to be the person executing this document, and he acknowledged the same being his free act and
deed.

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Case 1:19-cv-00612 Document 1-3 Filed 11/22/19 Page 1 of 1 PagelD #: 21
JS 44 (Rev. 08/18) CIVIL COVER SHEET
The JS 44 civil cover sheet and the information contained herein neither replace nor supplement the filing and service of pleadings or other papers as required by law, except as

provided by local rules of court. This form, approved by the Judicial Conference of the United States M September 1974, is required for the use of the Clerk of Court for the
purpose of initiating the civil docket sheet. (SEE INSTRUCTIONS ON NEXT PAGE OF THIS FORM)

I. (a) PLAINTIFFS DEFENDANTS


Michael P. O'Neil and Nicola Grasso Department of the Attorney General, Peter F.
Nerona, in his capacity as Attorney General, Rhode Island State
Police, Colonel James M. Manni, in his capacity as Colonel
(b) County of Residence of First Listed Plaintiff Kent County of Residence of First Listed Defendant Providence
(EXCEPT IN US. PLAIArfIFF CASES) (7N US. PIAINTIFF CASES ONLY)
NOTE: IN LAND CONDEMNATION CASES, USE ME LOCATION OF
THE TRACT OF LAND INVOLVED.

Name, Address, and Thlephone Attorneys at. Known)


Fr Vk Attorneys (Finn
R. Saccocao
*
-
Number)
Comerford & Saccocao 928 Atwood Ave, Johnston Attorney General for the State of Rhode Island
RI (401) 944-1600 942-8921 Fax Alan A. Beck and Stephen D.
-

Stamboulieh, of counsel

II. BASIS OF JURISDICTION (Place an "X" in One Box Only) III. CITIZENSHIP OF PRINCIPAL PARTIES (Place an "X" in One Box for Plaintiff
(For Diversity Cases Only) and One Box for Defendant)
O 1 U.S. Government K3 Federal Question PTF DEF PTF DEF
Plaintiff (US Government Not a Party) Citizen of This State 0 1 0 1 Incotporated or Principal Place CI 4 0 4
of Business In This State

O 2 U.S. Government 0 4 Diversity Citizen of Another State CI 2 CI 2 Incmporated andPrincipal Place 0 5 II 5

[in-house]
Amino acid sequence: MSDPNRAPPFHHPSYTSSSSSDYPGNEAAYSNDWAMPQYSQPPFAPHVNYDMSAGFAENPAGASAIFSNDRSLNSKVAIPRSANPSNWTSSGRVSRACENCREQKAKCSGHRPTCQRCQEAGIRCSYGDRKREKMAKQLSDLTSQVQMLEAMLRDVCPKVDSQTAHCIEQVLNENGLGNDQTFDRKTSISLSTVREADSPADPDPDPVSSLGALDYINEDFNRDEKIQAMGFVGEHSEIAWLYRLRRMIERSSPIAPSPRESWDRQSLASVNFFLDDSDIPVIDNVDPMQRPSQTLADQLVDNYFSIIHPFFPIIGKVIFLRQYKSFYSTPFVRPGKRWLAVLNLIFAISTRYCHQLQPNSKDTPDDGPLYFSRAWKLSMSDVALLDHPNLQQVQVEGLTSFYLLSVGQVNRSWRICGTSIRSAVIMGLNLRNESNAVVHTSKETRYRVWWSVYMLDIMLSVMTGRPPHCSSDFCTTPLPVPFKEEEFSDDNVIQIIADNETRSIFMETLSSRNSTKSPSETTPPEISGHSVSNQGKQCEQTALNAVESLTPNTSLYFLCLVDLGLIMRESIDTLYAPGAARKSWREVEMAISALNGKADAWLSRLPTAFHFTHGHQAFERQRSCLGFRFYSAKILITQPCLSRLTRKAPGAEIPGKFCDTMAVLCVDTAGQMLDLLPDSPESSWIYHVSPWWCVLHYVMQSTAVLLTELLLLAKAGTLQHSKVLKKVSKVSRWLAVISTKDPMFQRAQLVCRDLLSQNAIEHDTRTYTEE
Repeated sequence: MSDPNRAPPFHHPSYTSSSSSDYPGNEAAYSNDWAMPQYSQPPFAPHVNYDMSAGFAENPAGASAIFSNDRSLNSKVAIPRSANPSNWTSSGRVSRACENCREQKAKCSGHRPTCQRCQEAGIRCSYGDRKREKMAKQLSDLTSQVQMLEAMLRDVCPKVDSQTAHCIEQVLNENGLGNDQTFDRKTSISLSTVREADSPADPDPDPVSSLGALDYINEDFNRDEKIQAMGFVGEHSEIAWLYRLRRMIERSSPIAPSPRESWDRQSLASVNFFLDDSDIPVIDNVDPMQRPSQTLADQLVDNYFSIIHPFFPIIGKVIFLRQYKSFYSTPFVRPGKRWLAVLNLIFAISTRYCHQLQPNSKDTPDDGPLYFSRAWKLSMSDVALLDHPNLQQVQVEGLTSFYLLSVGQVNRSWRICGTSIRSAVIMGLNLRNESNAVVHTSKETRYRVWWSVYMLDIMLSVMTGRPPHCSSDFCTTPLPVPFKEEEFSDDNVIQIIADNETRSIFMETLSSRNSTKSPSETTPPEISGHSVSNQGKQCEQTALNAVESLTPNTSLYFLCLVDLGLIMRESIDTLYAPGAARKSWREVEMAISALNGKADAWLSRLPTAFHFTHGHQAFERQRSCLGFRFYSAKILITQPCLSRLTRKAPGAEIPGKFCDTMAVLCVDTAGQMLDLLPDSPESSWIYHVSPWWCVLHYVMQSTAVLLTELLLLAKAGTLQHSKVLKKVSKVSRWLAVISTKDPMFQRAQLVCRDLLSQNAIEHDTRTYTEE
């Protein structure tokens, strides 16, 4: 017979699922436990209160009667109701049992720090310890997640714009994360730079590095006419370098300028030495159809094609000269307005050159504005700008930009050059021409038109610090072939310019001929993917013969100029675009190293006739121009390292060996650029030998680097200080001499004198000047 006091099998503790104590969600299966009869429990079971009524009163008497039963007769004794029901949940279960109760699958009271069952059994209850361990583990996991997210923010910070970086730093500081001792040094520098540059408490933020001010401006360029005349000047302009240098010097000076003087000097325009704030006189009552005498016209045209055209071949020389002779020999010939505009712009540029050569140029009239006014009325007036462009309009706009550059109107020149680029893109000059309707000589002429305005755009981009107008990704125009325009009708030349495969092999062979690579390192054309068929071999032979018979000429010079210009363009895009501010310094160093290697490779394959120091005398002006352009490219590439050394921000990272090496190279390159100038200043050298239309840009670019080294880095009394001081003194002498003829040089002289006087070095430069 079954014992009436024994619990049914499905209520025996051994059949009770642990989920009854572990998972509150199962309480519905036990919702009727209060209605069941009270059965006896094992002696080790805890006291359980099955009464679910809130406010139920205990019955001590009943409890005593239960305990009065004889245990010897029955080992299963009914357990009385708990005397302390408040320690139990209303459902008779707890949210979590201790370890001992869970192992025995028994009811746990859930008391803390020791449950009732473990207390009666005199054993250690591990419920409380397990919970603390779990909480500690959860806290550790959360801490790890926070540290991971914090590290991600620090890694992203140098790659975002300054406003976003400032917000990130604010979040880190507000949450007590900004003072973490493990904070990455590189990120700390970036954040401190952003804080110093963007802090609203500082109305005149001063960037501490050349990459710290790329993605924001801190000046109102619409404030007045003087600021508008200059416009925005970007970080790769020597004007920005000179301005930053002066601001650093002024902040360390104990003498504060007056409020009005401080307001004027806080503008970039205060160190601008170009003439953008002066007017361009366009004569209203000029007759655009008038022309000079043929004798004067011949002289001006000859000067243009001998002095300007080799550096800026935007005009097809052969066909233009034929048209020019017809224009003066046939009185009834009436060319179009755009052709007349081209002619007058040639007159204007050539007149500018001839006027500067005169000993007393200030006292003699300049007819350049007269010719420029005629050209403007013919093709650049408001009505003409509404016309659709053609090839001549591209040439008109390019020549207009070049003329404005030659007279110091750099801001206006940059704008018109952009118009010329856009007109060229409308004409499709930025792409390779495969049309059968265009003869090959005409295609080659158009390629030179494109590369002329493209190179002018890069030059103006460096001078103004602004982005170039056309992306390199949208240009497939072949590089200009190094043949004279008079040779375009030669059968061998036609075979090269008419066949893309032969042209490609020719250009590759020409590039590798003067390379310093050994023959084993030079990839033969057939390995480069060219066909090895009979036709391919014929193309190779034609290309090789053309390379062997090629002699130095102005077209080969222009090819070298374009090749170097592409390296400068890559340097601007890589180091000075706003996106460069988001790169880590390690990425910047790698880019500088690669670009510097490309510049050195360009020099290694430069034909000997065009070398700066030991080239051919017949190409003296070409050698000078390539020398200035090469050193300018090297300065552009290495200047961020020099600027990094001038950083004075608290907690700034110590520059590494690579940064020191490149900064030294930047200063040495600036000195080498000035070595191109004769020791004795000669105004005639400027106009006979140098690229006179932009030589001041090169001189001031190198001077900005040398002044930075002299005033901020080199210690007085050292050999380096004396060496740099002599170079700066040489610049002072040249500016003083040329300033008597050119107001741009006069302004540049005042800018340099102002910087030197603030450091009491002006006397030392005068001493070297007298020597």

Defendant (Indicate Citizenship ofParties in Item ///) I of Business In Another State

Citizen or Subject of a 0 3 CI 3 Foreign Nation 0 6 0 6

ly NATURE'. CIF STITT "Y" nm. Rm. 11PIM Click here for Nature of Suit Code Descriptions.
-

I CONTRACT TORTS FORFEITUREPPENALTY BANKRUPTCY OTHER STATUTES 1


0 110 Insurance PERSONAL INJURY PERSONAL INJURY 0 625 Drug Related Seizure 0 422 Appeal 28 USC 158 il 375 False Claims Act
O 120 Marine 11 310 Airplane CI 365 Personal Injury -
of Property 21 USC 881 0 423 Withdrawal 0 376 Qui Tam (31 USC
O 130 Miller Act 0 315 Airplane Product Product Liability 0 690 Other 28 USC 157 3729(a))
O 140 Negotiable Instniment Liability II 367 Health Care/ 0 400 State Reapportionment
O 150 Recovery of Overpayment 0 320 Assault, Libel & Pharmaceutical PROPERTY RIGHTS 0 410 Antitrust
& Enforcement ofJudgment Slander Personal Injury 0 820 Copyrights 0 430 Banks and Banking
O 151 Medicare Act CI 330 Federal EtnployersProduct Liability 11 830 Patent il 450 Commerce
O 152 Recovery of Defaulted Liability 0 368 Asbestos Personal 0 835 Patent Abbreviated
- il 460 Deportation
Student Loans 0 340 Marine Injury Product New Drug Application 0 470 Racketeer Influenced and
(Excludes Veterans) 11 345 Marine Product Liability 0 840 Tradeinark Corrupt Organizations
O 153 Recovery of Overpayment Liability PERSONAL PROPERTY LABOR SOCIAL SECURITY 0 480 Consumer Credit
of Veteran's Benefits 0 350 Motor Vehicle 0 370 Other Fraud CI 710 Fair Labor Standards 0 861 HIA (1395ff) CI 485 Telephone Consumer
O 160 Stockholders' Suits 0 355 Motor Vehicle 0 371 Truth in Lending Act II 862 Black Lung (923) Protection Act
O 190 Other Contract Product Liability 0 380 Other Personal 0 720 Labor/Management 0 863 D1WC/DIWW (405(g)) 0 490 Cable/Sat TV